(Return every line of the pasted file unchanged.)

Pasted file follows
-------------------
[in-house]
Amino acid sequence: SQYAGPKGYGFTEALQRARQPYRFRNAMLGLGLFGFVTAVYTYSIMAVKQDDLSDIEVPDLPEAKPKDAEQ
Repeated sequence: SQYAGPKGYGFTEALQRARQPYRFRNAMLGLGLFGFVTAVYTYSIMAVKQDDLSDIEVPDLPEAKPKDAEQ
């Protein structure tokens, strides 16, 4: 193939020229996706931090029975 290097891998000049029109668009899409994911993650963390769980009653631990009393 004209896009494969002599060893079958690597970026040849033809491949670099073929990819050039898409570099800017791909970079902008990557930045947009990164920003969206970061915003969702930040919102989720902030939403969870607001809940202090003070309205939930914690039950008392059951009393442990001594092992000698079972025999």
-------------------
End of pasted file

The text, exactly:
[in-house]
Amino acid sequence: SQYAGPKGYGFTEALQRARQPYRFRNAMLGLGLFGFVTAVYTYSIMAVKQDDLSDIEVPDLPEAKPKDAEQ
Repeated sequence: SQYAGPKGYGFTEALQRARQPYRFRNAMLGLGLFGFVTAVYTYSIMAVKQDDLSDIEVPDLPEAKPKDAEQ
């Protein structure tokens, strides 16, 4: 193939020229996706931090029975 290097891998000049029109668009899409994911993650963390769980009653631990009393 004209896009494969002599060893079958690597970026040849033809491949670099073929990819050039898409570099800017791909970079902008990557930045947009990164920003969206970061915003969702930040919102989720902030939403969870607001809940202090003070309205939930914690039950008392059951009393442990001594092992000698079972025999």